Project-Based Learning (PBL)

Project-Based Learning’s time has come.

The experience of thousands of teachers across all grade levels and subject areas, backed by research, confirms that PBL is an effective and enjoyable way to learn – and develop deeper learning competencies required for success in college, career, and civic life.

Why are so many educators across the United States and around the world interested in this teaching method?

PBL makes school more engaging for students

Today’s students, more than ever, often find school to be boring and meaningless. In PBL students are active, not passive; a project engages their hearts and minds, and provides real-world relevance for learning.

PBL improves learning

After completing a project, students understand content more deeply, remember what they learn and retain it longer than is often the case with traditional instruction. Because of this, students who gain content knowledge with PBL are better able to apply to new situations what they know and can do.

PBL builds success skills for college, career, and life

In the 21st-century workplace and in college, success requires more than basic knowledge and skills. In a project, students learn how to take initiative and responsibility, build their confidence, solve problems, work in teams, communicate ideas, and manage themselves more effectively.

PBL helps address standards

The Common Core and other current standards emphasize real-world application of knowledge and skills and the development of success skills, such as critical thinking/problem-solving, collaboration, communication in a variety of media, and speaking and presentation skills. PBL is an effective way to meet these goals.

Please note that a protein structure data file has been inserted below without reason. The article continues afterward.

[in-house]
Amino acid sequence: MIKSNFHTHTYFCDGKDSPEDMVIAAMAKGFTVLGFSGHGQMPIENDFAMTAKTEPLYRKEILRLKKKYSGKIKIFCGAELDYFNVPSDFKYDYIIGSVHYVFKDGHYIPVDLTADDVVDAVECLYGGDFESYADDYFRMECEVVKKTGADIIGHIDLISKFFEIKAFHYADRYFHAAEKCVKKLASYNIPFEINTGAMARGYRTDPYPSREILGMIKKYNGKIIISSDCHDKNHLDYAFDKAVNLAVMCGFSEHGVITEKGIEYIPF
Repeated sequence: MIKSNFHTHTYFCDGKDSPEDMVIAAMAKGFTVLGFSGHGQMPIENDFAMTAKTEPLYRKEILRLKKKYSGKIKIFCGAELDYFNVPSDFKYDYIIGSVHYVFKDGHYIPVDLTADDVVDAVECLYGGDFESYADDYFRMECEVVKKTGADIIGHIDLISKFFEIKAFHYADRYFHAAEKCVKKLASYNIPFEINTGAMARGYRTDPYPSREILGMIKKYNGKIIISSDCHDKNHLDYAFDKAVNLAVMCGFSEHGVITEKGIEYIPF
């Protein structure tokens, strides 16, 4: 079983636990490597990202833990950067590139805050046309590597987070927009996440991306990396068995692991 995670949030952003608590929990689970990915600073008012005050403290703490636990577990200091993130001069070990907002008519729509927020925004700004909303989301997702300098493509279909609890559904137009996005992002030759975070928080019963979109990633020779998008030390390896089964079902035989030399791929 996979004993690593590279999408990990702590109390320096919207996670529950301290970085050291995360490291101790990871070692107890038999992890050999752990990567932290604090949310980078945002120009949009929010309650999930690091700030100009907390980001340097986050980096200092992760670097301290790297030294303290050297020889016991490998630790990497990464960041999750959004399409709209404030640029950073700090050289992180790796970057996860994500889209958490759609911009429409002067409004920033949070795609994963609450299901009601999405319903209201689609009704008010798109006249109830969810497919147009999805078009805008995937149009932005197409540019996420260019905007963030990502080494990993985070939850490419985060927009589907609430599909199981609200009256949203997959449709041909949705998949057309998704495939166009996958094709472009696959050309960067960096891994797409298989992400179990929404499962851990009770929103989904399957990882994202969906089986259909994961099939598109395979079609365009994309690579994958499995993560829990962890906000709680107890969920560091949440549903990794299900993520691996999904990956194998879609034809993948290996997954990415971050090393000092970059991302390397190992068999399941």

PBL provides opportunities for students to use technology

Students are familiar with and enjoy using a variety of tech tools that are a perfect fit with PBL. With technology, teachers and students not only find resources and information and create products but also collaborate more effectively and connect with experts, partners, and audiences around the world.

PBL makes teaching more enjoyable and rewarding

Projects allow teachers to work closely with active, engaged students doing high-quality, meaningful work and, in many cases, to rediscover the joy of learning alongside their students.

PBL connects students and schools with communities and the real world

Projects provide students with empowering opportunities to make a difference, by solving real problems and addressing real issues. Students learn how to interact with adults and organizations, are exposed to workplaces, and develop career interests. Parents and community members can be involved in projects.

Click here for a video from The Buck Institute explaining Project-Based Learning.

Click here for a video made by a High Tech High facilitator explaining what Project-Based Learning isn’t.

To learn more about Project-Based Learning, see Project-Based Learning (PBL) from the Buck Institute for Education (BIE).